Bronze medal created in memory of the unveiling of the monument to Alexander II in 1894. Photo: Helsinki City Museum (finna.fi).

After the October Revolution in Russia in 1917 many statues of the emperor were removed, but the statues in Sofia in Bulgaria, and in Helsinki remain intact today. The statute was left in its place even after Finland declared independence from Russia on the 6th December 1917 due to the fact that Alexander II still represented a fair and liberal period of regency for the Finns. The photo is on display at the museum in Hertonäs manor in Eastern Helsinki.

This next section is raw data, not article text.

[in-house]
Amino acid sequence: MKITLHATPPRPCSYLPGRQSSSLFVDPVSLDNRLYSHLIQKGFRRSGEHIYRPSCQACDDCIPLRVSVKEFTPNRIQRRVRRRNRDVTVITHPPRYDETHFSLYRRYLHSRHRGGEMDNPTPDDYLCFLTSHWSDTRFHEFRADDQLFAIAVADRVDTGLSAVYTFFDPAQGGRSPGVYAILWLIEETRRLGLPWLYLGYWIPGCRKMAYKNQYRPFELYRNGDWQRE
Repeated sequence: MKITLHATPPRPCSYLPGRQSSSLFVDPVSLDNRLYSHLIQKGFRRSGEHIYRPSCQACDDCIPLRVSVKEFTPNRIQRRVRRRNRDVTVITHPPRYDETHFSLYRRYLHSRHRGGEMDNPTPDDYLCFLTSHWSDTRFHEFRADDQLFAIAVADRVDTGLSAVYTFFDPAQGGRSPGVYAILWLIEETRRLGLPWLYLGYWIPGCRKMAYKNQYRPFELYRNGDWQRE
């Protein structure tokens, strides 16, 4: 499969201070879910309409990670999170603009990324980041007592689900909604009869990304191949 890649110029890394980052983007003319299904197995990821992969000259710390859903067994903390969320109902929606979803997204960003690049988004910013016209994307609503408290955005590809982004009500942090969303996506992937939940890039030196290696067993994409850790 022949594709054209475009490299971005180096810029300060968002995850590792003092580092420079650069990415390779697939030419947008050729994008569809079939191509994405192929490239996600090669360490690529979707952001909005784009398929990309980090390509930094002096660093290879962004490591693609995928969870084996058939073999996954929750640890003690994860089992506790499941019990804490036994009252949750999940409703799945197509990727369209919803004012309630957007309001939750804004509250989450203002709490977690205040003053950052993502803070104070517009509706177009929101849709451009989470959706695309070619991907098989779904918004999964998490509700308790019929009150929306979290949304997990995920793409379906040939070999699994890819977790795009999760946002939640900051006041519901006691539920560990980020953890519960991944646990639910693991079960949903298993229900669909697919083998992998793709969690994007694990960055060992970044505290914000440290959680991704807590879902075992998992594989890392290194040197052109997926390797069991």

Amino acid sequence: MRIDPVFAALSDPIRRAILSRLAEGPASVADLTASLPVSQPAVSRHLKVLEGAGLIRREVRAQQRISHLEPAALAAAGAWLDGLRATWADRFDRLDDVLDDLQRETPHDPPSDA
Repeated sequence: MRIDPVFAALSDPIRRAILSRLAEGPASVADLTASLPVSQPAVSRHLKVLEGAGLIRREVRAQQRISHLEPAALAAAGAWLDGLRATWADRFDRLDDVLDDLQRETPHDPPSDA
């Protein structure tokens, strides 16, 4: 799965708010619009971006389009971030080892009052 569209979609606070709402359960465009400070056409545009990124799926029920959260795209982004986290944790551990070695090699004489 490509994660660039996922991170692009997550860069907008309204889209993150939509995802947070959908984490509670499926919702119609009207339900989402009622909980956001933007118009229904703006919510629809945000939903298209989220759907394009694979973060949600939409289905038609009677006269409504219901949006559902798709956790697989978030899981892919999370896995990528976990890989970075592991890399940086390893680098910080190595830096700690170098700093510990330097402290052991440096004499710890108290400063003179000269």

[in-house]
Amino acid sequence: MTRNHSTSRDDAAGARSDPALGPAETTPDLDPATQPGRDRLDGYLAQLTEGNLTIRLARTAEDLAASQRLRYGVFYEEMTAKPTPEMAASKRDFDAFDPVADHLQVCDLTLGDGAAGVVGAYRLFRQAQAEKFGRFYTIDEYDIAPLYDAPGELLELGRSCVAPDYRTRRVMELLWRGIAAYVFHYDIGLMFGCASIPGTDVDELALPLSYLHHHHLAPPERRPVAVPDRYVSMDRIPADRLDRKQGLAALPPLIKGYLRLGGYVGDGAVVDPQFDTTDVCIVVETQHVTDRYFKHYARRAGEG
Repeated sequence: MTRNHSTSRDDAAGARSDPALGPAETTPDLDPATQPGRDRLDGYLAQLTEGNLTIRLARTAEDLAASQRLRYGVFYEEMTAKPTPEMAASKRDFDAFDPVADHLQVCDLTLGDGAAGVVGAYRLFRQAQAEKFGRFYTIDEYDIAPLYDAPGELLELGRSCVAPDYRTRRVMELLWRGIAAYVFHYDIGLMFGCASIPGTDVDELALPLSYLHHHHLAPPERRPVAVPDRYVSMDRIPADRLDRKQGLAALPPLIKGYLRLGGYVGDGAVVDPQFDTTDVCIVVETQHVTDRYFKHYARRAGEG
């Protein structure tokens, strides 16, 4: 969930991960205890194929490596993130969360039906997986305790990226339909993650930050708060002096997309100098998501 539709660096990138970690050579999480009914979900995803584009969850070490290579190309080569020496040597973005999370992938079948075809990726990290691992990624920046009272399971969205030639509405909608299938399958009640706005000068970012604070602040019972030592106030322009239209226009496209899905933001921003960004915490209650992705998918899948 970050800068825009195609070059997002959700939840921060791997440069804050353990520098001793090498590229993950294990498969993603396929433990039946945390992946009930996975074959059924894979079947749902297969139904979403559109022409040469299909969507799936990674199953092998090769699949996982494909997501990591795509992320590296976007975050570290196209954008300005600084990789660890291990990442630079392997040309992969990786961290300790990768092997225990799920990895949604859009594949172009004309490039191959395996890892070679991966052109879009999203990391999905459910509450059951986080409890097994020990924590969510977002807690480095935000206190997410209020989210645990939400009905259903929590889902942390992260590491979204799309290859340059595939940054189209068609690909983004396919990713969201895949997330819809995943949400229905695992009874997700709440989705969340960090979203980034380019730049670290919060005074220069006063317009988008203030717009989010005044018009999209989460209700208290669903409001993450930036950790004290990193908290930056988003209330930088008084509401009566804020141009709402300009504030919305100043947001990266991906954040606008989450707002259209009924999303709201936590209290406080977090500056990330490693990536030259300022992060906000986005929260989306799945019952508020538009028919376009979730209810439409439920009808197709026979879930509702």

Sources:
Backman, Sigbritt, Hertonäs gård - från säterier till museum, SOV, Helsingfors 2016.
Engman, Max, Språkfrågan: Finlandssvenskhetens uppkomst 1812–1922, Svenska litteratursällskapet i Finland, Bokförlaget Atlantis, Helsingfors och Stockholm 2016.
Klinge, Matti, Finlands historia 3, Schildts, Helsingfors 1996.
Meinander, Henrik, Finlands historia: Linjer – Strukturer – Vändpunkter, rev. upplaga. Schildts & Söderströms, Helsingfors 2014.
Radzinskij, Edvard, Alexander II. Den siste store tsaren, övers. Staffan Skott, Norstedts, Stockholm 2008.
Thylin-Klaus, Jennica, Särdrag, stavning, självbild: En idéhistorisk studie av svensk språkplanering i Finland 1860–1920, Svenska litteratursällskapet i Finland, Helsingfors 2015.

Translation: EAW 2021.
Ralf Palmgren